Ride motorcycles wisely

It’s easy to see the appeal of motorcycles – they are cheaper than cars, practical, fuel-efficient and, for many riders, a thrilling experience. Over the past 10 years, 5% more Australians each year have registered motorcycles. Riding in this country has also become less life threatening.

While the number of motorcyclist deaths has stayed much the same over the decade, the national trend in fatality rates has fallen. Unfortunately, for every motorcyclist who loses their life, 35 more have to go to hospital with serious injuries. A motorcyclist’s risk of injury, compared to death, is much higher than for pedestrians (16 to 1), or people in a vehicle (18 to 1).


In NSW, motorbike riders cannot afford to be complacent, as death rates rose 1.2% each year over 10 years. In NSW:

  • Mostly men die – 93% of motorbike and 60% of car deaths
  • Mainly women passengers die – 60% of pillion deaths
  • Under 40s – less than half of deaths in 2016 (two thirds in 2007)
  • Age 40 – average age of fatally injured motorcyclist.

Crash types

The majority (90%) of fatal crashes and serious injuries are not caused by collisions with another vehicle. Fatal crashes are more likely to occur on a curve, where the rider fails to stay in the lane or on the road.

If there are two vehicles involved in a fatal crash, they are most likely to be travelling in opposite directions. For injury crashes, they are more likely to be travelling in the same direction. Most crashes, as you might expect, happen on the weekend.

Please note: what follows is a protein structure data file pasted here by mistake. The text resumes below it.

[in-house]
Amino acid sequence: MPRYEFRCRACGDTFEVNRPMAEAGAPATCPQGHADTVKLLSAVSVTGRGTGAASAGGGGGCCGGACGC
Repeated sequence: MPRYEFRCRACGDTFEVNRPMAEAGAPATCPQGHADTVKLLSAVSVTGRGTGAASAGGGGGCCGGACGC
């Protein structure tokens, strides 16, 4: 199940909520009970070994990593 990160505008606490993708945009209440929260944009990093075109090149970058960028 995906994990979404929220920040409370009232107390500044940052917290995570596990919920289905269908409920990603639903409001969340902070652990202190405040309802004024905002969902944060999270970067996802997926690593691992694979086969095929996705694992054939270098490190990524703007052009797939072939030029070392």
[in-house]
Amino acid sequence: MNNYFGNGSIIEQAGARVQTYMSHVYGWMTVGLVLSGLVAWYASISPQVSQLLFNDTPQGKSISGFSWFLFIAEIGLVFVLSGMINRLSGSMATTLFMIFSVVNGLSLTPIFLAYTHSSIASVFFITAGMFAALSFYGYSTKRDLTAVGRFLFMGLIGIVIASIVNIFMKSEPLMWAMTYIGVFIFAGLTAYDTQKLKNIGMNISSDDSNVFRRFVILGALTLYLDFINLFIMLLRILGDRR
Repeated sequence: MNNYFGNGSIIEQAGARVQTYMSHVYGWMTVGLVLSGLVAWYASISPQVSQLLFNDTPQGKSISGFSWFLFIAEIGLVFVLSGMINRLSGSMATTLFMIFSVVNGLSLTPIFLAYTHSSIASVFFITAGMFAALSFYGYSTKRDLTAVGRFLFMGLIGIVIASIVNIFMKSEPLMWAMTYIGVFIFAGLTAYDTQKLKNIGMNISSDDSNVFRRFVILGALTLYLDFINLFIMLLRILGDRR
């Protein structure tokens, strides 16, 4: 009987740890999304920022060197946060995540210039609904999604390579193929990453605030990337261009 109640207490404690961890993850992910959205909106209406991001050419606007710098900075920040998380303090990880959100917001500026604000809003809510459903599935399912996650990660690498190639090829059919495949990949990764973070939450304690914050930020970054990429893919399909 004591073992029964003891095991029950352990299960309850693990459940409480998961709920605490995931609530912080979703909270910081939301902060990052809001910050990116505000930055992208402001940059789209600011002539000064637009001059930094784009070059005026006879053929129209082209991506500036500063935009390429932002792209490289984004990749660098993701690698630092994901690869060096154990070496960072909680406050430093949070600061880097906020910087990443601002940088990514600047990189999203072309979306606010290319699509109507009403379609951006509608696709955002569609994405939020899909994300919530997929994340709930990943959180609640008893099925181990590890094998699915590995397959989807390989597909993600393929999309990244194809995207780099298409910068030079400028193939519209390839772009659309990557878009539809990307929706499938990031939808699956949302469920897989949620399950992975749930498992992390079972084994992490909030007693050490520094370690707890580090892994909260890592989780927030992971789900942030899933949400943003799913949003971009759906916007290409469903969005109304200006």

Ride to Live

Everyone can increase their chances of staying alive. The chances of dying on a motorcycle depend on your gender and age, as well as road conditions, safety features used, protective clothing worn, or level of proper training.

While these statistics are sobering, staying well informed is the best way to ride a motorcycle safely. The NSW government site, Ride to Live is a good resource for anyone who owns a motorcycle. It also has a virtual hazards test, so you can test your skills to find out just how good a rider you are.

Registration and CTP

Registration for a motorcycle costs only $62 for private or business use. For CTP insurance, motorbikes are classified on the basis of engine size:

  • Under 225cc
  • 226cc to 725cc
  • 726cc to 1,125cc
  • 1,126cc to 1,325cc
  • Over 1,325cc.

When buying a green slip, the brand does not matter but you do need to know the size of the engine.

For more about the appeal of motorcycles, see our other blogs, New motorbikes – best sales in 7 years  and The risks of motorcycles for the over 40s.

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